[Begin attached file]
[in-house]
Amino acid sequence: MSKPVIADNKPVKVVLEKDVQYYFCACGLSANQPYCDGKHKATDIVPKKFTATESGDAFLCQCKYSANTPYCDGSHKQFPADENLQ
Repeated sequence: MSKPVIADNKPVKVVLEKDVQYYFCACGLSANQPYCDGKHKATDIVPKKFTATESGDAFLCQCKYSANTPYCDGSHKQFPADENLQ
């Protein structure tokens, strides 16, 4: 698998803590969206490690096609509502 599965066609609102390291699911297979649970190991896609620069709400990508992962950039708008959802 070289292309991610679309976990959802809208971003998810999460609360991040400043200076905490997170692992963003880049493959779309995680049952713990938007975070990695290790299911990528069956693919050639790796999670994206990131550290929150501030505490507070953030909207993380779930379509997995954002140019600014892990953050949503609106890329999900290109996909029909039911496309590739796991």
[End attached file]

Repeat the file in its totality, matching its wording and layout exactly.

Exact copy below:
[in-house]
Amino acid sequence: MSKPVIADNKPVKVVLEKDVQYYFCACGLSANQPYCDGKHKATDIVPKKFTATESGDAFLCQCKYSANTPYCDGSHKQFPADENLQ
Repeated sequence: MSKPVIADNKPVKVVLEKDVQYYFCACGLSANQPYCDGKHKATDIVPKKFTATESGDAFLCQCKYSANTPYCDGSHKQFPADENLQ
């Protein structure tokens, strides 16, 4: 698998803590969206490690096609509502 599965066609609102390291699911297979649970190991896609620069709400990508992962950039708008959802 070289292309991610679309976990959802809208971003998810999460609360991040400043200076905490997170692992963003880049493959779309995680049952713990938007975070990695290790299911990528069956693919050639790796999670994206990131550290929150501030505490507070953030909207993380779930379509997995954002140019600014892990953050949503609106890329999900290109996909029909039911496309590739796991």